McCarthy had been a key figure in the anticommunist hysteria popularly known as the “Red Scare” that engulfed the United States in the years following World War II. ... Senator Joseph McCarthy ...
McCarthyism / The "Red Scare" Senator Joseph R. McCarthy was a little-known junior senator from Wisconsin until February 1950 when he claimed to possess a list of 205 card-carrying Communists employed in the U.S. Department of State.
Joseph Raymond McCarthy (November 14, 1908 – May 2, 1957) was an American politician who served as a Republican U.S. Senator from the state of Wisconsin from 1947 until his death in 1957. ... McCarthyism, The Great American Red Scare: A Documentary History. Oxford University Press.
Joseph McCarthy in McCarthyism & Red Scare . BACK; NEXT ; Joseph McCarthy (1908–1957) was a United States Senator from Wisconsin whose aggressive anticommunist pursuits after 1950 made him the namesake for "McCarthyism.". In 1950, McCarthy created a national sensation by claiming to have a list of 205 names of known communists inside the State Department.
Senator Joe McCarthy and the Red Scare. Who was Joe McCarthy? Background to the Red Scare. Was the threat real? Persecution. Key Accomplices. Victims of McCarthyism. McCarthy's Downfall. McCarthyism: The Aftermath. Sources
Popularly known as “McCarthyism” after Senator Joseph McCarthy (R-Wisconsin), who made himself famous in 1950 by claiming that large numbers of Communists had infiltrated the U.S. State Department, the second Red Scare in fact predated and outlasted McCarthy, and its machinery far exceeded the reach of a single politician.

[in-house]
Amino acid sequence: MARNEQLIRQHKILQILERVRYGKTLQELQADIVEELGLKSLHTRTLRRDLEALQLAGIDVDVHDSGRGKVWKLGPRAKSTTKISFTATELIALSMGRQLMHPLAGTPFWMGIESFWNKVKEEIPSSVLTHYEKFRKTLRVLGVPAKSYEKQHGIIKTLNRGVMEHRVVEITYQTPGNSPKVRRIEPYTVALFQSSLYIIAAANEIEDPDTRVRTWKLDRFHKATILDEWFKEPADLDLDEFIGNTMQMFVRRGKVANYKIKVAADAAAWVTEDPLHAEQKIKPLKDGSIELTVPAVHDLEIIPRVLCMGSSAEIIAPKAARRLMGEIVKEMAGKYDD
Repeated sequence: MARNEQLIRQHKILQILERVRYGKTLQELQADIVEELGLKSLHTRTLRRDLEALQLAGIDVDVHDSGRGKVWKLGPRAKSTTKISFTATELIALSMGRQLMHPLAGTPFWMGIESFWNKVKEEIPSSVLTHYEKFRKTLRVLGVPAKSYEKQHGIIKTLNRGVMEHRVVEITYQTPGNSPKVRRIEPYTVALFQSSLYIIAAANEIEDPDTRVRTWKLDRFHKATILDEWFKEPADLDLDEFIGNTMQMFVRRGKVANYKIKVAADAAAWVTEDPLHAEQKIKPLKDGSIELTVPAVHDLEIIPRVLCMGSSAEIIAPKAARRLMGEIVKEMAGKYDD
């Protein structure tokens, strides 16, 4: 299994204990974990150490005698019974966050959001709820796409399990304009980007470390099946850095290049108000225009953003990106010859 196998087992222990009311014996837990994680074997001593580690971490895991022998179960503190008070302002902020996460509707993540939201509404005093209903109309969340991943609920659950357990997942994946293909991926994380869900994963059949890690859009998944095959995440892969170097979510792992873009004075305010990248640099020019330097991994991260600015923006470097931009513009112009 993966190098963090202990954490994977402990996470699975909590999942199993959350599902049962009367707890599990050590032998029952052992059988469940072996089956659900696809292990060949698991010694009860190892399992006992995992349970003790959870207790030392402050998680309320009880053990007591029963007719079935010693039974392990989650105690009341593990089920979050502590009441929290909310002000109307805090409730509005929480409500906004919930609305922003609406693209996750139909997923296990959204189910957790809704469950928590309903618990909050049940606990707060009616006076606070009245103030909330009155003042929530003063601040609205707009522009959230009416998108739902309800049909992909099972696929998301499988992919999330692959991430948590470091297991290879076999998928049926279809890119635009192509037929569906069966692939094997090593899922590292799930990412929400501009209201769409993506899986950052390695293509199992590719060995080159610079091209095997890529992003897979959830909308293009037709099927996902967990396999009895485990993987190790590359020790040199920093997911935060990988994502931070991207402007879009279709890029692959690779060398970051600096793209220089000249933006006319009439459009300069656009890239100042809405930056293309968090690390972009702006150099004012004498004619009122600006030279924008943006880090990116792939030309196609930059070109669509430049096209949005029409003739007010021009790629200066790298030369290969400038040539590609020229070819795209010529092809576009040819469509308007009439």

McCarthyism and the Red Scare In the end, President Eisenhower had no choice but to fight back against Senator Joseph McCarthy—and he did Senator Joseph McCarthy
Joe McCarthy and his Red Scare are still in the news and his papers at Marquette University provide a treasure trove to researchers. Until 1988, the papers, donated by Joe McCarthy's widow ...
McCarthyism is the practice in the United States of making accusations of subversion or treason without proper regard for evidence. The term refers to U.S. senator Joseph McCarthy (R-Wisconsin) and has its origins in the period in the United States known as the Second Red Scare, lasting from the late 1940s through the 1950s.
Red Scare. McCarthy was reelected in 1952 and became chairman of the Senate’s Committee on Government Operations, where he occupied the spotlight for two years with his anti-communist ...